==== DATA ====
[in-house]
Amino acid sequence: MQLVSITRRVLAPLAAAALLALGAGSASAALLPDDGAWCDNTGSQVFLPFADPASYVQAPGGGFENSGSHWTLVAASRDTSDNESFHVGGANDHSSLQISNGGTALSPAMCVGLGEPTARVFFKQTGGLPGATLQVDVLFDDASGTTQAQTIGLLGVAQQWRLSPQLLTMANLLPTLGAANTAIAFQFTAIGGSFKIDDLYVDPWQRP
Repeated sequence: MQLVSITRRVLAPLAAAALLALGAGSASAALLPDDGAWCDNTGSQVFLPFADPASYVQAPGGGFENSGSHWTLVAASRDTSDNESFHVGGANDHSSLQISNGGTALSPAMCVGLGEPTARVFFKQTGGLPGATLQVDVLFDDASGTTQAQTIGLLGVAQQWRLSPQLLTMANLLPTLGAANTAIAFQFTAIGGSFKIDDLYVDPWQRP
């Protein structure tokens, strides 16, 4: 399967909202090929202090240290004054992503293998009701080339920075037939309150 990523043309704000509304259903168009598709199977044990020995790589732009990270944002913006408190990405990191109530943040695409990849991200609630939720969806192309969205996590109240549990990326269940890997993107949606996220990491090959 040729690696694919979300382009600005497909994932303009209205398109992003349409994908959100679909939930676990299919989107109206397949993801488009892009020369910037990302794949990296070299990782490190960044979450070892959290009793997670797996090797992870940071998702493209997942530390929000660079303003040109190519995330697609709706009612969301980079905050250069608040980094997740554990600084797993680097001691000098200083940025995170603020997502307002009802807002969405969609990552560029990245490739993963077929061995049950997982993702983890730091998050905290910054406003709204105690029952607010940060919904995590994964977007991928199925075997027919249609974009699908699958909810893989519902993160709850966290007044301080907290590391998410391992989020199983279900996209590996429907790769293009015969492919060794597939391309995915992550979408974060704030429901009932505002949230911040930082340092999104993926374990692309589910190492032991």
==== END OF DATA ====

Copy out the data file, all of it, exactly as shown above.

[in-house]
Amino acid sequence: MQLVSITRRVLAPLAAAALLALGAGSASAALLPDDGAWCDNTGSQVFLPFADPASYVQAPGGGFENSGSHWTLVAASRDTSDNESFHVGGANDHSSLQISNGGTALSPAMCVGLGEPTARVFFKQTGGLPGATLQVDVLFDDASGTTQAQTIGLLGVAQQWRLSPQLLTMANLLPTLGAANTAIAFQFTAIGGSFKIDDLYVDPWQRP
Repeated sequence: MQLVSITRRVLAPLAAAALLALGAGSASAALLPDDGAWCDNTGSQVFLPFADPASYVQAPGGGFENSGSHWTLVAASRDTSDNESFHVGGANDHSSLQISNGGTALSPAMCVGLGEPTARVFFKQTGGLPGATLQVDVLFDDASGTTQAQTIGLLGVAQQWRLSPQLLTMANLLPTLGAANTAIAFQFTAIGGSFKIDDLYVDPWQRP
């Protein structure tokens, strides 16, 4: 399967909202090929202090240290004054992503293998009701080339920075037939309150 990523043309704000509304259903168009598709199977044990020995790589732009990270944002913006408190990405990191109530943040695409990849991200609630939720969806192309969205996590109240549990990326269940890997993107949606996220990491090959 040729690696694919979300382009600005497909994932303009209205398109992003349409994908959100679909939930676990299919989107109206397949993801488009892009020369910037990302794949990296070299990782490190960044979450070892959290009793997670797996090797992870940071998702493209997942530390929000660079303003040109190519995330697609709706009612969301980079905050250069608040980094997740554990600084797993680097001691000098200083940025995170603020997502307002009802807002969405969609990552560029990245490739993963077929061995049950997982993702983890730091998050905290910054406003709204105690029952607010940060919904995590994964977007991928199925075997027919249609974009699908699958909810893989519902993160709850966290007044301080907290590391998410391992989020199983279900996209590996429907790769293009015969492919060794597939391309995915992550979408974060704030429901009932505002949230911040930082340092999104993926374990692309589910190492032991």